anotherFallCross2While we were gone, the guys and Mom watched part of a golf tournament on television. After eating such a large breakfast, Stan ordered salad takeout from Olive Garden for our light lunch. He ordered five servings and we still had tons of leftovers. Stan had to get back to Houston to care for our cats, so he left shortly before 3:00 P.M. The remaining five of us spent the rest of the afternoon visiting until happy hour. During happy hour, we shared some of our stories about the trials and tribulations that we had faced during the past few months. Unfortunately, Dad’s stories weren’t unique. Rhoda also relayed some disturbing stories about her father’s time in the hospital during the past year. We had a late dinner of tacos, which didn’t leave us any time for cards this evening.

Our friends left shortly after 8:30 P.M., after what seemed like a very short visit. I think that having our friends visit for the weekend was the perfect tonic for my parents, and for me. Happily, I would be back in Houston during the next weekend, and Stan and I would get to visit with our friends for two weekends in a row.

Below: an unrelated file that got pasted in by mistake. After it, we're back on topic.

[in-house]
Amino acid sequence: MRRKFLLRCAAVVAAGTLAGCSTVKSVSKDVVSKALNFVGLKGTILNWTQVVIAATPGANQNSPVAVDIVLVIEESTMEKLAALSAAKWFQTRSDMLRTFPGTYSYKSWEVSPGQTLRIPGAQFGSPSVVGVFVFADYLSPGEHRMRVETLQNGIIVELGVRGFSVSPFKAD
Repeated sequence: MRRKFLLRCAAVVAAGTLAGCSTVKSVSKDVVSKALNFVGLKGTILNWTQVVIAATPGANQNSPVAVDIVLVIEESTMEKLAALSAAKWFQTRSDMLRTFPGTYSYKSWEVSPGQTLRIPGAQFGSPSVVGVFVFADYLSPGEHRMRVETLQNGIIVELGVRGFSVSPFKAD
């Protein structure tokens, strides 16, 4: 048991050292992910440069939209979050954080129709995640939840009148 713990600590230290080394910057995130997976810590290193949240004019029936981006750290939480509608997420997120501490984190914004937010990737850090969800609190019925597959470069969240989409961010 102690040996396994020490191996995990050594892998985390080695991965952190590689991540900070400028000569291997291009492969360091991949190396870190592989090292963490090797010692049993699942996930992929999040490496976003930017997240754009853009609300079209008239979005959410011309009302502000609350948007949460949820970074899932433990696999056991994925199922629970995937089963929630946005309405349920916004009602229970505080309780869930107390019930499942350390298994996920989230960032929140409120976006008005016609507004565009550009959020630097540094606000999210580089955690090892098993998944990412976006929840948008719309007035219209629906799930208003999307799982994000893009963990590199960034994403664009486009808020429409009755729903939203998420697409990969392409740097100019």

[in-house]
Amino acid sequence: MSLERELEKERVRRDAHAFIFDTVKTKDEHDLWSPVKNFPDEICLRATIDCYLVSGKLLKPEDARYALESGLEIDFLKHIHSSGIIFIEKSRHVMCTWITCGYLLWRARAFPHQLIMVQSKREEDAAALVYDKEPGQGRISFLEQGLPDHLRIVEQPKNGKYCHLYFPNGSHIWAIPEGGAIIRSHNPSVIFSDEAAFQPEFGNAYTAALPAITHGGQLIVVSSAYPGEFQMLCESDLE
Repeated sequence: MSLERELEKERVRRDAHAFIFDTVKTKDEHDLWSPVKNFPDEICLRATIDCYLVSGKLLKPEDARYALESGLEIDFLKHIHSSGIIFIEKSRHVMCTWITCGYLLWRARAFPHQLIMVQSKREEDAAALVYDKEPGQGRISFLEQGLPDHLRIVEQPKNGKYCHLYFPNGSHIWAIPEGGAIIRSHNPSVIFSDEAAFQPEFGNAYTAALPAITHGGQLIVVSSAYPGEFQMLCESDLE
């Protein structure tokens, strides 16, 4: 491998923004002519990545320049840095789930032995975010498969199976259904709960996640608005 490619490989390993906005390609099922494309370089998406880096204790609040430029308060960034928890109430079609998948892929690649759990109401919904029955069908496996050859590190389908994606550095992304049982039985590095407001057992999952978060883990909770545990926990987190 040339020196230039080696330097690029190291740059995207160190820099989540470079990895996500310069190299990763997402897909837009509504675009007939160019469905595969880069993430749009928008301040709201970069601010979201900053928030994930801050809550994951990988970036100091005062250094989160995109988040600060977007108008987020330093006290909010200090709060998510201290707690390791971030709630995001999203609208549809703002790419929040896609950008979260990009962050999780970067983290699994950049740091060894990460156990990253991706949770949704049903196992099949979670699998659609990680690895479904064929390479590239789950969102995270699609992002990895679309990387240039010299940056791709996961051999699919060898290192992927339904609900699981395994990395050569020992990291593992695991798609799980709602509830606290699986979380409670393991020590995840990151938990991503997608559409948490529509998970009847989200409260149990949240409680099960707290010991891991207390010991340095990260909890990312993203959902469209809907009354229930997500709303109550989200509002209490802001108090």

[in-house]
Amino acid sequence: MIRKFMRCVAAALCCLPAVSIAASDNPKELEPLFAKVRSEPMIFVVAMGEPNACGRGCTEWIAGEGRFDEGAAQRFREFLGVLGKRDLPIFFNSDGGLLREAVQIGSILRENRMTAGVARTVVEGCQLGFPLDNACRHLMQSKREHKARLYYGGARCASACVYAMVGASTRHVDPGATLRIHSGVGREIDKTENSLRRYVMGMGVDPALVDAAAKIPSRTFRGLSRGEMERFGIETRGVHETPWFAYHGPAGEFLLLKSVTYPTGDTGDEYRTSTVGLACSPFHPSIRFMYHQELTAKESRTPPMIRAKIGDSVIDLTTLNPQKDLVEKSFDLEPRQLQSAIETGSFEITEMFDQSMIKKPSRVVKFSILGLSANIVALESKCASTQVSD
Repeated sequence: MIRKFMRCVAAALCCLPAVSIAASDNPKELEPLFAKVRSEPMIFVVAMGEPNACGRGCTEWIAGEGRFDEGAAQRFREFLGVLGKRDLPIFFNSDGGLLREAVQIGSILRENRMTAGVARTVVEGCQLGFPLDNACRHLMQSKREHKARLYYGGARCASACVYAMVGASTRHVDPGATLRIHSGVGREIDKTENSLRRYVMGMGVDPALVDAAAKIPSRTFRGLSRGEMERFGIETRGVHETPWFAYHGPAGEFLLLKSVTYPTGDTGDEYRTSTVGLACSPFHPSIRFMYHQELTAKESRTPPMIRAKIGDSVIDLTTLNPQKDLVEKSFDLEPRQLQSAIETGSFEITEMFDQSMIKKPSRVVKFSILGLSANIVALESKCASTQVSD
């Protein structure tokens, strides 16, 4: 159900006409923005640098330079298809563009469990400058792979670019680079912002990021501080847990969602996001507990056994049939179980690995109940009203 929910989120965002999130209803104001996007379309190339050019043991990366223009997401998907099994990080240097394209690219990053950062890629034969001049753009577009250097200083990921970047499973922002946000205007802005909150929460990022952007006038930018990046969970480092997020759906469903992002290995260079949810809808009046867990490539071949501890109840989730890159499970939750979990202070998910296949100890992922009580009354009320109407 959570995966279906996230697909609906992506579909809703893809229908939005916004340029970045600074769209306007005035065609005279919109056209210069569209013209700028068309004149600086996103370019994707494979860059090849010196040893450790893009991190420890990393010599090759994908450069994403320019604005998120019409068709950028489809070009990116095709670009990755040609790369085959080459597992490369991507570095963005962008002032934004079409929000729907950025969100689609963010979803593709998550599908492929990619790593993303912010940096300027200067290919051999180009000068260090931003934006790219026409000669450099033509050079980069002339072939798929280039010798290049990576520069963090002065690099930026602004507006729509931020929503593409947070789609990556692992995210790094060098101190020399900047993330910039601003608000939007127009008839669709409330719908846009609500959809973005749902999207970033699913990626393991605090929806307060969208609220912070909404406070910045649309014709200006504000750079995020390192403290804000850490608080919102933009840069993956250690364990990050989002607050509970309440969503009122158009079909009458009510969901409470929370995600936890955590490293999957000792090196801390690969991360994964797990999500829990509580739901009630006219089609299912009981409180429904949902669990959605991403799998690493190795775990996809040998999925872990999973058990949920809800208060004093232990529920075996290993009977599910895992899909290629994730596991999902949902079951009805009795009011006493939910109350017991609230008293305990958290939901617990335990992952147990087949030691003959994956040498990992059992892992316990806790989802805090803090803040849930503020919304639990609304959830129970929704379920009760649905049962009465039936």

March 7. I was up early for work, but after having stayed up past my bedtime last night, I felt like I could have slept for another hour. Mom finally woke Dad after 6:00 A.M. After all of his physical activity during the weekend, he was pretty tired.  I knew how much he preferred zipping through the house in the wheelchair and was pleased that was starting out the day with the cane and not the wheelchair.

anotherFallCross3Although I was pleased with his physical activity, I noticed that he seemed breathless when he ate, and he often had a runny nose after meals. If I remembered correctly, Kristen, Dad’s swallow therapist, had mentioned that a runny nose was a sign of aspiration. After watching him like a hawk, I decided that he seemed OK, so maybe I was worrying unnecessarily, which seemed to be my modus operandi.